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(New York) - Chinese authorities should immediately release Chen Guangcheng, a blind lawyer persecuted for exposing official abuses, Human Rights Watch said today. Since his arbitrary detention in August 2005, Chen has been subject to physical abuse by police, and local officials have repeatedly interfered with attempts by Chen’s legal team to interview witnesses and gather evidence. Chen is due to be tried on July 20 for intent to damage public property and inciting others to join him to disrupt traffic.

“When Chen tried to make proper use of China’s legal system, the response wasn’t due process,” said Sophie Richardson, deputy director of the Asia division of Human Rights Watch. “It was house arrest, physical abuse, and then ‘disappearance’ by local authorities. His case is a textbook example of how little the rule of law really means in China.”

In March 2005, Chen learned from villagers that officials in Linyi, a city in Shandong province, had subjected thousands of people trying to evade restrictive population control laws to late-term forced abortions, midnight raids, beatings and compulsory sterilization. Chen then began his own investigation into the allegations. In June 2005, he filed a class-action lawsuit, and then traveled to Beijing to discuss the case with legal scholars, lawyers and foreign journalists. Soon after, the lawsuit was rejected.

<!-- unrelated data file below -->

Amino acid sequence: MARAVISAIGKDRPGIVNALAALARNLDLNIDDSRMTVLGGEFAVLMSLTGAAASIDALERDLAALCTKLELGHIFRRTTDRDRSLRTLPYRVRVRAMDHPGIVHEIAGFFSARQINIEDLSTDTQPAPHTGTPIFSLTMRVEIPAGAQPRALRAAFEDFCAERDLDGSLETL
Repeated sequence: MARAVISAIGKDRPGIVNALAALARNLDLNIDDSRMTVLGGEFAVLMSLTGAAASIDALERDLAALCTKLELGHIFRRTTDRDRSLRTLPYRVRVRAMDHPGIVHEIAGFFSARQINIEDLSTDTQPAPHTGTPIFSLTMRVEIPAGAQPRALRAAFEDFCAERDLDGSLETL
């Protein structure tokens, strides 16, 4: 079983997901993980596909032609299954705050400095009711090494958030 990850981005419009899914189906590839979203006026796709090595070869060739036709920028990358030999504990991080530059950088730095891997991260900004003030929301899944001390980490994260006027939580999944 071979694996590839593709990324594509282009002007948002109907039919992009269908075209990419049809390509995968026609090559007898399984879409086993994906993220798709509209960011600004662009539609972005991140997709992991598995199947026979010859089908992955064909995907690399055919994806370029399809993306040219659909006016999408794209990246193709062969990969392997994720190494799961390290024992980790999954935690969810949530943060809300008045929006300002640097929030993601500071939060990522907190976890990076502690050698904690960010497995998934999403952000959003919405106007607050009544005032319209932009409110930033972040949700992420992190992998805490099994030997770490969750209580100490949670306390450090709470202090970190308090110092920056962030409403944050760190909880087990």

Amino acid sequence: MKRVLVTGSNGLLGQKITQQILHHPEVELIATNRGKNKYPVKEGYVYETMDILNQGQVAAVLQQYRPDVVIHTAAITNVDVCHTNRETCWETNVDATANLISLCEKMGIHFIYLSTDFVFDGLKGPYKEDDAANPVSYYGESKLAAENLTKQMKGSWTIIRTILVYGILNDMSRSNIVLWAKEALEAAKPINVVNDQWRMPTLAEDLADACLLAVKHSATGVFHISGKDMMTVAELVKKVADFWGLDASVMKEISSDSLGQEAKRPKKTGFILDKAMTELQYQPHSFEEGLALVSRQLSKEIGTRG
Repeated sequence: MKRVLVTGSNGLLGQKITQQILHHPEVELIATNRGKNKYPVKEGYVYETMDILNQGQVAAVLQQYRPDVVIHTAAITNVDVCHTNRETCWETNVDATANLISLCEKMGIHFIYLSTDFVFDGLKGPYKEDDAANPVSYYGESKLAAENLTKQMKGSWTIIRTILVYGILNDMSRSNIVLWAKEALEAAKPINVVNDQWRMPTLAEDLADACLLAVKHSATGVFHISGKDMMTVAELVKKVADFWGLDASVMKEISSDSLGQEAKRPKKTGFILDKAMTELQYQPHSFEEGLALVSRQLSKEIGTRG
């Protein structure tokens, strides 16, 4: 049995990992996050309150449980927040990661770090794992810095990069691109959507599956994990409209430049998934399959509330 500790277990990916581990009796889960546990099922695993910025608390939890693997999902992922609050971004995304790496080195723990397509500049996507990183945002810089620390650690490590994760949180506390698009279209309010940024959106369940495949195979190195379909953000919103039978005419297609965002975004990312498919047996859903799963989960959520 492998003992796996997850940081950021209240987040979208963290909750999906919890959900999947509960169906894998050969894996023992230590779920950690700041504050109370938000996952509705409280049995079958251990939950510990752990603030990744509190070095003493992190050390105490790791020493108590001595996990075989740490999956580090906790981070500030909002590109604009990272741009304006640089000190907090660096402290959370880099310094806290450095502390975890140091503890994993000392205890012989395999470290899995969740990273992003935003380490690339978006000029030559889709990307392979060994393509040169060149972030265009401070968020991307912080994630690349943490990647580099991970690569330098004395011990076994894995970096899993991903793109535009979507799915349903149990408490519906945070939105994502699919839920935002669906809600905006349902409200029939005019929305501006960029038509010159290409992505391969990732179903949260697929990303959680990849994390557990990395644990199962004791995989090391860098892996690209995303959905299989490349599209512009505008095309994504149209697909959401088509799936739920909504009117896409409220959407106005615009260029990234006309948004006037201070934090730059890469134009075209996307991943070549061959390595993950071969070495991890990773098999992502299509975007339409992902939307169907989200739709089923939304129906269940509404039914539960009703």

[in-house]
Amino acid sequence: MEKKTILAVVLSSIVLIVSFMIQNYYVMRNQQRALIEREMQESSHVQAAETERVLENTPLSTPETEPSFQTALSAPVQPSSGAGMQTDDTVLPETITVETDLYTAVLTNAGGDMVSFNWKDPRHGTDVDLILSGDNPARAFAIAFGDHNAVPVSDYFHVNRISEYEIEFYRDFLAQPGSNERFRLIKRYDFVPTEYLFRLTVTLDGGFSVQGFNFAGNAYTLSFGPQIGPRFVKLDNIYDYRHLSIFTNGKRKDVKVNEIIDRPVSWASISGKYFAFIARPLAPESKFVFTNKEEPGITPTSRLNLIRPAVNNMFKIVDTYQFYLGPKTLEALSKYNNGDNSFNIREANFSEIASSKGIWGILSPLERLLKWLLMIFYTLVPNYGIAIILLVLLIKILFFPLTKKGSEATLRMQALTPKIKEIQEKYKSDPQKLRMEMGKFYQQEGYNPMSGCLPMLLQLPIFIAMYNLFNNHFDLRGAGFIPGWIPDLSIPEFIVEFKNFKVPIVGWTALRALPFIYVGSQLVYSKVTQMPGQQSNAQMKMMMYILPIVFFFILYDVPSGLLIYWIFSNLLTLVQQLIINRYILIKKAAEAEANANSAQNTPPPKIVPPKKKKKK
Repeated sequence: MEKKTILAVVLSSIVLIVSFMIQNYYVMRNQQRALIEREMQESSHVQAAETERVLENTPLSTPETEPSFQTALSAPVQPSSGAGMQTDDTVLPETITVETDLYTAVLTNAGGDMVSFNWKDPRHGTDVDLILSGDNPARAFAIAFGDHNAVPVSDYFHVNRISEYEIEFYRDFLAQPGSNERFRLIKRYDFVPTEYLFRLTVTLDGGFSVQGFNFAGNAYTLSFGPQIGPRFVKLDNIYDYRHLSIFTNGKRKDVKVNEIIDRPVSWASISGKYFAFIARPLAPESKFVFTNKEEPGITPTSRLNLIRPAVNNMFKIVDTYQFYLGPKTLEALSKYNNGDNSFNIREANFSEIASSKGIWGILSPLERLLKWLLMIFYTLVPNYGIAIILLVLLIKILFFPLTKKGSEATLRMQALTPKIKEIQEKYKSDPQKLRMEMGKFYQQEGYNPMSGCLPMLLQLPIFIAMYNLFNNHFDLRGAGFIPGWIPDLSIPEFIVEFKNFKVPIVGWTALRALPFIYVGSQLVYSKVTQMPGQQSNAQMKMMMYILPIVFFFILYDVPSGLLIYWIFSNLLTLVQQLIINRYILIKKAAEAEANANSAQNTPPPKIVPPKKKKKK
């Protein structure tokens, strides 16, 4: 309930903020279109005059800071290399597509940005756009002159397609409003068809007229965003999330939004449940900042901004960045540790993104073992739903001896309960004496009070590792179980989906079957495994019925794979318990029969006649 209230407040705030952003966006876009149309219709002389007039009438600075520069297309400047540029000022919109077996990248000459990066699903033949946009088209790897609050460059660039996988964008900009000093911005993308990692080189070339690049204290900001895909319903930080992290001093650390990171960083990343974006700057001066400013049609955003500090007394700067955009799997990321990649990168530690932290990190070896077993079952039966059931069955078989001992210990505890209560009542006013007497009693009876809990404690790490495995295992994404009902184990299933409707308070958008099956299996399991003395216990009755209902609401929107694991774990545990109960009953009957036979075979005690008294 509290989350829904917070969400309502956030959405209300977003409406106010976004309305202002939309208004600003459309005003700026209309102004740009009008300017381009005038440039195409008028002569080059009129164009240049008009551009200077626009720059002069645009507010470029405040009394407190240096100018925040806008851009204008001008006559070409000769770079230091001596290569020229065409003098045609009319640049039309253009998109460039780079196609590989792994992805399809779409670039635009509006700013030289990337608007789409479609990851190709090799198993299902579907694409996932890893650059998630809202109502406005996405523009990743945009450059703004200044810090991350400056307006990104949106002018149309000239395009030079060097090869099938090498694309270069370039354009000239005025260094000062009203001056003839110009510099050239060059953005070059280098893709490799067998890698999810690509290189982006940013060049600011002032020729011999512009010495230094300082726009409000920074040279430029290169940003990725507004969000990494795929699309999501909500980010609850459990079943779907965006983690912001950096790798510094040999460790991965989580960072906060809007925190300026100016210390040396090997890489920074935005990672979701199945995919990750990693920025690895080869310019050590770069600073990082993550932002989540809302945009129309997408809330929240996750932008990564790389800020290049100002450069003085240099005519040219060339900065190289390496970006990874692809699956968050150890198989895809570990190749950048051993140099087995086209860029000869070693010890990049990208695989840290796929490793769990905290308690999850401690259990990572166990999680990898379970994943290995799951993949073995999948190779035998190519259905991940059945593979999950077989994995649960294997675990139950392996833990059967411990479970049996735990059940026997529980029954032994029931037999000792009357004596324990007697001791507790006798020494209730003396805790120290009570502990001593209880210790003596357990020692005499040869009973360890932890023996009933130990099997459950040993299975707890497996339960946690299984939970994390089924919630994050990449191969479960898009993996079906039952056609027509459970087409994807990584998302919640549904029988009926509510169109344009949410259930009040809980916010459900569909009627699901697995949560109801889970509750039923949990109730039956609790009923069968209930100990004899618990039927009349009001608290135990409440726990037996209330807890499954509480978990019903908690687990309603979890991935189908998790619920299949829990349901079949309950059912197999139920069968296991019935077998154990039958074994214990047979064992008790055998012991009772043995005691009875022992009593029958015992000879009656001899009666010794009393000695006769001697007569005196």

On August 12, 2005, local officials imprisoned Chen and his immediate family in their home and shut off all outside communication. They were detained there for seven months. Chen did manage to escape in September, but was apprehended in Beijing and returned to Linyi. When he tried again to escape in October, local authorities failed to protect him against beatings by civilians apparently working in connection with the police to help enforce his isolation. On March 11, 2006, Yinan county police officers “disappeared” Chen for three months. It was not until June 11, 2006, that officials acknowledged he had been formally detained in the Yinan County Detention Center. On June 21, the Yinan County People’s Procuratorate approved Chen’s arrest.

That same day, Chen’s lawyers, Li Jinsong and Zhang Lihui, were able to visit him, but from then on, authorities escalated the pressure to deny access to defense witnesses and materials for all the lawyers and activists involved. On June 22, police officers took lawyer Li in for questioning. Unknown assailants beat three other lawyers defending villagers jailed for supporting Chen. Police officers first looked on as the cameras of the villagers’ lawyers were smashed, then took them in for questioning. When Li Jinsong and Li Subin, another member of Chen’s legal team, tried to visit Chen’s wife on June 23, they were stopped and beaten by guards. The following day, all the lawyers involved returned to Beijing. Li Jinsong and Li Subin tried returning to Shandong on June 27, only to be harassed again while the police again stood by. Some 20 men overturned the lawyers’ car and police took Li Jinsong in for questioning once again.

“Chen’s story – his disappearance, letting unknown assailants beat him and his legal team, and holding him for months without any judicial process – spotlights the failings of the Chinese judiciary,” said Richardson. “China should free Chen and welcome his exposure of official abuses, instead of continuing to persecute him.”

For more information see the Chronology of the Chen Guangcheng case.

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